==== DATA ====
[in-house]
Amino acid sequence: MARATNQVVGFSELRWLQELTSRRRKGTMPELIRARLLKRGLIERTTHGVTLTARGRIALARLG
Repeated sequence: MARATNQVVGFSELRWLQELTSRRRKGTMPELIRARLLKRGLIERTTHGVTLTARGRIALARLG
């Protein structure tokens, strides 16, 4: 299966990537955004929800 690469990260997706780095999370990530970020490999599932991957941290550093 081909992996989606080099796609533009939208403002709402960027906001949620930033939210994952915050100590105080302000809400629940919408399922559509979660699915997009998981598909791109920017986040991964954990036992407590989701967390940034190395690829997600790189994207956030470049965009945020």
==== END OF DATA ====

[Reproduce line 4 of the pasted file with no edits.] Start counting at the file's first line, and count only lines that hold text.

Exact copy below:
């Protein structure tokens, strides 16, 4: 299966990537955004929800 690469990260997706780095999370990530970020490999599932991957941290550093 081909992996989606080099796609533009939208403002709402960027906001949620930033939210994952915050100590105080302000809400629940919408399922559509979660699915997009998981598909791109920017986040991964954990036992407590989701967390940034190395690829997600790189994207956030470049965009945020």